Learning and Teaching with Storytelling 


There is an increasing amount being written about the power of storytelling as a way to teach and to learn. From the “short bursts” of information on social media to the rise of the personal essay, everyone seems to be in on the movement to learn how to communicate by creating a compelling narrative. Still, storytelling is an ancient art, older than recorded history itself. The ability to pass a story down through the generations is a key component of transmitting culture. Just consider the epic poems of ancient Greece, the hadith in Islam, and even the lore of your own family.  

We often speak of the “above the water line” aspects of a culture that we can experience – language, art, music, dress, architecture and so on. We speak less about the stories that are transmitted, and what they might really mean to someone trying to understand culture. Indeed, stories may be one of the most meaningful ways of quickly understanding what lies “below the water line” in a culture. Why is this?

Stories are allegories, and allegories transmit context – One of the key steps to becoming culturally competent is to understand the “context” of a culture: values, beliefs, assumptions, non-verbal gestures, history, traditions – things that cannot often be explained in a direct or explicit manner. Stories are full of allegorical information (think of the parables in Western religious scripture or the words of Confucius), and as such they are a rich vehicle for transmitting the diversity and depth of a culture’s context.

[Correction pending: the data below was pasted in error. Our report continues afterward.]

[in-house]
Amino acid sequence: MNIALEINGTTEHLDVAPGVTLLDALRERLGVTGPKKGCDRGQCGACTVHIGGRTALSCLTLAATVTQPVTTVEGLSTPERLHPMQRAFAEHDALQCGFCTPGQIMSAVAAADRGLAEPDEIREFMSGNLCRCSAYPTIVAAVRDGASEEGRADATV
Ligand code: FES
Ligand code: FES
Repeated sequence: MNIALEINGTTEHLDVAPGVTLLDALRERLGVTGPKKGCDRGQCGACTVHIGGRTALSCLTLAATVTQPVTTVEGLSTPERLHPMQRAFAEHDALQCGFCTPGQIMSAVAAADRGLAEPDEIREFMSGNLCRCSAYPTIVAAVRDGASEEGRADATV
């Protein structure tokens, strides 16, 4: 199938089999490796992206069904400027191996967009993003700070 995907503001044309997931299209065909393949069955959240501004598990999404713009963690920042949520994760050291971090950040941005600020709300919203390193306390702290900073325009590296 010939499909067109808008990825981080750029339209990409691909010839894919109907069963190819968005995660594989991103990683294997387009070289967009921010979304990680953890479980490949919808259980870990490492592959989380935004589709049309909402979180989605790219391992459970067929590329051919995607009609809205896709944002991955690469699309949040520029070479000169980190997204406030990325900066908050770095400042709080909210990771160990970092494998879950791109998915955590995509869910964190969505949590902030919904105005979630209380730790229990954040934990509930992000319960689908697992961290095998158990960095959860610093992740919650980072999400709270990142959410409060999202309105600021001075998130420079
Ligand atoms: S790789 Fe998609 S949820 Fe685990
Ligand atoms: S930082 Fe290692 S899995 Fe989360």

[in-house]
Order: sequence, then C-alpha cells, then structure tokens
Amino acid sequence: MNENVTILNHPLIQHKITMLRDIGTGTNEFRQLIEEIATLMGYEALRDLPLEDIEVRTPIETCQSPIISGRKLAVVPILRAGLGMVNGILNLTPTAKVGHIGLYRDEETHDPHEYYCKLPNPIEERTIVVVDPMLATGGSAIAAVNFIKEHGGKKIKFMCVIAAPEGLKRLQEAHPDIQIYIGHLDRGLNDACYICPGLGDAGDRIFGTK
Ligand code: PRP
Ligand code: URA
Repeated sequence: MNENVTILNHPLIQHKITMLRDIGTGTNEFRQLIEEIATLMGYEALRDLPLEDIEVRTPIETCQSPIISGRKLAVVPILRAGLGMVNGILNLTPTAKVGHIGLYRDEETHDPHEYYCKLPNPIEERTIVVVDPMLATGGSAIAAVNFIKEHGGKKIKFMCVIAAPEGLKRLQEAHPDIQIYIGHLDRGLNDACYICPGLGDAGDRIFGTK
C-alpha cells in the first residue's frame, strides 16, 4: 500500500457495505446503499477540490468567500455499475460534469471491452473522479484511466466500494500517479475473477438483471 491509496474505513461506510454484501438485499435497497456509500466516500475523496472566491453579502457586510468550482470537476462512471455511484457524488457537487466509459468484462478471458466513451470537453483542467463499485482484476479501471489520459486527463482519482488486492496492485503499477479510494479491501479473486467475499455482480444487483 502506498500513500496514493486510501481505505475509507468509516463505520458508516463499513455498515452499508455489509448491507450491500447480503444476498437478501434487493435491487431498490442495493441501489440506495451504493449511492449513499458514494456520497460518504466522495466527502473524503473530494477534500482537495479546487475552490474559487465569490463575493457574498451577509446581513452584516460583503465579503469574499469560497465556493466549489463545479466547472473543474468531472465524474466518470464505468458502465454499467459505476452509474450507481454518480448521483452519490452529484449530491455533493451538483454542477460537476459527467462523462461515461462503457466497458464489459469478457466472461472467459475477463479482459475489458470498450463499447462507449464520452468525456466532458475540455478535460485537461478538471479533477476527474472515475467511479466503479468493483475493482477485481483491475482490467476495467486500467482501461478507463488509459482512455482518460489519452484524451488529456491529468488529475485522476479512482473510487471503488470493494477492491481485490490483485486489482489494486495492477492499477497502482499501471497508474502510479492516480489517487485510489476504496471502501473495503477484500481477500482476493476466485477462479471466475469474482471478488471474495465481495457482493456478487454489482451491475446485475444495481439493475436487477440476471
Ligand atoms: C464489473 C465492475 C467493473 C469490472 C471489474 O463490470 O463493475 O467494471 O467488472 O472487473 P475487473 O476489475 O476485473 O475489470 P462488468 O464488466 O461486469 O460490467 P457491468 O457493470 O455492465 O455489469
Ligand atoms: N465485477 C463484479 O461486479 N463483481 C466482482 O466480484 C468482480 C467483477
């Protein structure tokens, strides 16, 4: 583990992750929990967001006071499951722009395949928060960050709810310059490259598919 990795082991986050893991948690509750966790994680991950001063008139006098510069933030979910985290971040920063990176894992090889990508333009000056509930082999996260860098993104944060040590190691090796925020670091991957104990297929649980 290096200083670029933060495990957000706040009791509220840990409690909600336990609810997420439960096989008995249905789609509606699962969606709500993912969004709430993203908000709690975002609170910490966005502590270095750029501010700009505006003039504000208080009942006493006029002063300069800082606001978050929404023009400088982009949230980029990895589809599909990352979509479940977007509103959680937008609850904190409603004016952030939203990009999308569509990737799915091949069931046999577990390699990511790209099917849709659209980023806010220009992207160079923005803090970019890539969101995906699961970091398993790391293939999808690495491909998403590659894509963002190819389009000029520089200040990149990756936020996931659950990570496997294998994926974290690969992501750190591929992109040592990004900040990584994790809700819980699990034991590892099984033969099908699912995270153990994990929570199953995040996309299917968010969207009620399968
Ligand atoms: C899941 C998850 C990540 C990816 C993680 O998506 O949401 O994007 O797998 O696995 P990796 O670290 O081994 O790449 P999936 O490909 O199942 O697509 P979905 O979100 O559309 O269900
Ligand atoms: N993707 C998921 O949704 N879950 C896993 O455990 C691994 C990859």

Characters help us create better generalizations – Often, we struggle with the contradictory information we come across in a new culture. Behaviors seem to be arbitrary, and we encounter different variables that make it hard for us to understand what may really be important in that particular culture. Though they are not an absolute portrayal of the culture, characters in stories represent a potentially important set of data points, like the importance of such traits as collectivism, hierarchy, formality, etc.

We listen better to stories – There is a great deal of research around cognition and understanding that shows how people listen more attentively to a well-told story than to facts, figures, reports and logic. While the latter all have their place, it is important to remember that the listener matters, and that if our goal is to communicate, we need to add the element of story to the other aspects of presentation that we may have already mastered. Those who listen to the stories of a culture – no matter how unrealistic the characters or adventures may sound – can learn important lessons about the values and beliefs that hold sway.

Humans have evolved telling and listening to stories. Learning to harness the power of storytelling can help you learn about other cultures, and teach others about your own culture.